CATTLE producers have been urged to destock by selling unproductive livestock as the El Nino-induced drought takes its toll on livestock in the country.
As the pastures continue to decrease in areas such as Masvingo, Matabeleland South, some parts of Matableland North, southern parts of Manicaland and the southern side of Midlands, there is need for supplementary feeds for the livestock.
During the previous season, the national beef cattle population increased from 5,4 million to 5,5 million, with more than 90 percent of cattle mostly found in the smallholder sector. But erratic rains in cattle producing regions 4 and 5 have resulted in a lot of pressure being exerted on the available pastures especially in Matabeleland South, where droughts have affected the availability of natural fodder.
Experts believe that the unavailability of pastures and fodder may result in high stock feed prices and high livestock mortality rates.
Besides the drought, Matabeleland province is also facing a foot and mouth disease (FMD) crisis and cattle cannot move from the southern parts to the northern parts of the country.
Zimbabwe Commercial Farmers’ Union president, Wonder Chabikwa, said the national herd was under threat from hunger and disease.
“We urge all farmers to destock their herds and remain with a herd that is manageable. They should remain with the nucleus only but already for farmers in the south there is a huge challenge even if a farmer wants to move their herd to the northern parts of the country, they cannot do so because of FMD.
“The disease has become a huge impediment in trying to mitigate the effects of the drought on livestock,” Chabikwa said.
There is fear that the call to destock may fall on deaf ears as cattle remain symbols of wealth for many especially the small scale farmers. Reducing the number takes away the status and prestige one commands in society.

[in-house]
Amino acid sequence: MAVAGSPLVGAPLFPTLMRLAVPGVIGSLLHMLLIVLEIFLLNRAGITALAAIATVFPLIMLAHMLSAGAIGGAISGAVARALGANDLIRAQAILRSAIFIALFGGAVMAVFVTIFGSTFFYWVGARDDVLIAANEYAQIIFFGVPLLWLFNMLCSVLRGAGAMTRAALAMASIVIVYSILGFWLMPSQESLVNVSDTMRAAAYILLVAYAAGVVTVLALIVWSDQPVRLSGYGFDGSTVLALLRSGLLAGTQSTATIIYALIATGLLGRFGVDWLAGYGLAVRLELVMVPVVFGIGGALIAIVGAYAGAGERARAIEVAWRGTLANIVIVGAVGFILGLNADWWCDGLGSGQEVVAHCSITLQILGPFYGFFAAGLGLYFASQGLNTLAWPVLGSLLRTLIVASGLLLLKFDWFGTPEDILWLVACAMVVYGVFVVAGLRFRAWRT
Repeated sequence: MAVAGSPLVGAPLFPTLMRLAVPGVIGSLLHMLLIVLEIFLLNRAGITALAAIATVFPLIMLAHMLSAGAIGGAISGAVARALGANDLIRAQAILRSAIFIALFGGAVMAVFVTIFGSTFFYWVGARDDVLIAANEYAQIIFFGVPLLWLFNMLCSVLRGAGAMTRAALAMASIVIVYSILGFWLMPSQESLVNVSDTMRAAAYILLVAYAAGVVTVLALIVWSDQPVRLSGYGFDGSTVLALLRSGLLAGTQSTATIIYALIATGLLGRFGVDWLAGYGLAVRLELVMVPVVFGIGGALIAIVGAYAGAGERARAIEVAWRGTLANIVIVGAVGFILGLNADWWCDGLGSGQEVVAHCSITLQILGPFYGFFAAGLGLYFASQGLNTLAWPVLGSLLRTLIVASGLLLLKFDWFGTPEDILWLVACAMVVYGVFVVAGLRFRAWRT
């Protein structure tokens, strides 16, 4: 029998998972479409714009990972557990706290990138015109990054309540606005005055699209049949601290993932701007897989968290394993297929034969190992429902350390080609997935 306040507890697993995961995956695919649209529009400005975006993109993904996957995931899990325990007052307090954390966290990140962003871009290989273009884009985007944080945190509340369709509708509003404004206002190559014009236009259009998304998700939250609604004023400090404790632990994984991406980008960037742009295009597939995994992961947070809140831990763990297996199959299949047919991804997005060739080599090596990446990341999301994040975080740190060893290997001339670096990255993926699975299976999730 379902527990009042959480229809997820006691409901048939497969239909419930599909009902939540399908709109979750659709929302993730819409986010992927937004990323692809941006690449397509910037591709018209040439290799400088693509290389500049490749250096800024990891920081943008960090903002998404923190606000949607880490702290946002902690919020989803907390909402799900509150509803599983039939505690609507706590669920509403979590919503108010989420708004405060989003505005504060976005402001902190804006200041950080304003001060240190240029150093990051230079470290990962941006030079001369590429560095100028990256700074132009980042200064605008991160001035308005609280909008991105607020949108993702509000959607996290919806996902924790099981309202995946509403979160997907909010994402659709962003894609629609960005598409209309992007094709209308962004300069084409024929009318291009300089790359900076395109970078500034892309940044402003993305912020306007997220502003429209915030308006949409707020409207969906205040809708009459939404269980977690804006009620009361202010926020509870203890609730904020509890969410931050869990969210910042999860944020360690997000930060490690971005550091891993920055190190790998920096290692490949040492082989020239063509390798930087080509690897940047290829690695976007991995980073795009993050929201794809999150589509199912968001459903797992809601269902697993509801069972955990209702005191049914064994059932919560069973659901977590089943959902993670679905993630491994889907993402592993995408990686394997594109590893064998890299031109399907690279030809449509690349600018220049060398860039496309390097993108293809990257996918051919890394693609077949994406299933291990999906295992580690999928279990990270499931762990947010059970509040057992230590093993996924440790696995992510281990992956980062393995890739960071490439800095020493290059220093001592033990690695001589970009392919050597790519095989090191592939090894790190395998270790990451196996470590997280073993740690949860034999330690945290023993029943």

“Despite the wealth associated with the cattle, farmers should destock and sell all unproductive stock,” said Chabikwa.
Access to markets has been difficult for many people in rural areas where the spread of FMD remains a challenge such that private abattoirs are offering farmers in drought-stricken areas non-viable prices for their livestock.
“Farmers should have moved the cattle to areas with pastures. Now farmers are forced to sell their cattle for a song because they are desperate and cannot watch their livestock succumb to drought.
“It is better for farmers to sell than leave the cattle to die. It is better to get the little money and buy food than watch the cattle dying,” Chabikwa said.
Some private buyers have taken advantage of this inability to move cattle to areas where they can fetch better prices by offering the desperate farmers low prices for the cattle.
Previously, the introduction of programmes such as the Enhanced Drought Relief and Livestock Mitigation Programme by government has been able to minimise the impact of the drought on the national herd.
“Measures should be put in place to minimise the impacts of the drought on both human beings and animals considering the water sources in these drought prone regions have depleted,” Chabikwa added.
“FMD has virtually shut down the beef industry in Matabeleland resulting in the shutdown of sales and some of our private abattoirs.
“The current outbreak is now driven primarily by cattle to cattle contact outside of the historical red zones instead of the cattle to wildlife contact.”
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